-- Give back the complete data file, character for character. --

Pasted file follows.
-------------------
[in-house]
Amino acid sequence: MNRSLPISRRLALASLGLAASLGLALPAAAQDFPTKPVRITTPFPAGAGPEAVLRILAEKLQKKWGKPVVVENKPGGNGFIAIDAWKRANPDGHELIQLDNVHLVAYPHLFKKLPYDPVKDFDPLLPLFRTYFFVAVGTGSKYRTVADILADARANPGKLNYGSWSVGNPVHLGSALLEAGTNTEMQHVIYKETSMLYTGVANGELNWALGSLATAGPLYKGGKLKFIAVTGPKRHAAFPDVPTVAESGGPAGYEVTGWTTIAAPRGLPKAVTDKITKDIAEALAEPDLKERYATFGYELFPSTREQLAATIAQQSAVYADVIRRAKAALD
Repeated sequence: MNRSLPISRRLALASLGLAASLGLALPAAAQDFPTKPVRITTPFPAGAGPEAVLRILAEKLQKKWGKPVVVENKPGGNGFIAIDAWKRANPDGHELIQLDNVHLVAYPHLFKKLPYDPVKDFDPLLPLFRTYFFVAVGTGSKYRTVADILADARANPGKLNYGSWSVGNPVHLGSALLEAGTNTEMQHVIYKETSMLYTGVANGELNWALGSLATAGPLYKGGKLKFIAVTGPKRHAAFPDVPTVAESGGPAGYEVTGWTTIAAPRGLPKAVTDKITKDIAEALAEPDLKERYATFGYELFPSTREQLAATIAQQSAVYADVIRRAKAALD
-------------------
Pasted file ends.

[in-house]
Amino acid sequence: MNRSLPISRRLALASLGLAASLGLALPAAAQDFPTKPVRITTPFPAGAGPEAVLRILAEKLQKKWGKPVVVENKPGGNGFIAIDAWKRANPDGHELIQLDNVHLVAYPHLFKKLPYDPVKDFDPLLPLFRTYFFVAVGTGSKYRTVADILADARANPGKLNYGSWSVGNPVHLGSALLEAGTNTEMQHVIYKETSMLYTGVANGELNWALGSLATAGPLYKGGKLKFIAVTGPKRHAAFPDVPTVAESGGPAGYEVTGWTTIAAPRGLPKAVTDKITKDIAEALAEPDLKERYATFGYELFPSTREQLAATIAQQSAVYADVIRRAKAALD
Repeated sequence: MNRSLPISRRLALASLGLAASLGLALPAAAQDFPTKPVRITTPFPAGAGPEAVLRILAEKLQKKWGKPVVVENKPGGNGFIAIDAWKRANPDGHELIQLDNVHLVAYPHLFKKLPYDPVKDFDPLLPLFRTYFFVAVGTGSKYRTVADILADARANPGKLNYGSWSVGNPVHLGSALLEAGTNTEMQHVIYKETSMLYTGVANGELNWALGSLATAGPLYKGGKLKFIAVTGPKRHAAFPDVPTVAESGGPAGYEVTGWTTIAAPRGLPKAVTDKITKDIAEALAEPDLKERYATFGYELFPSTREQLAATIAQQSAVYADVIRRAKAALD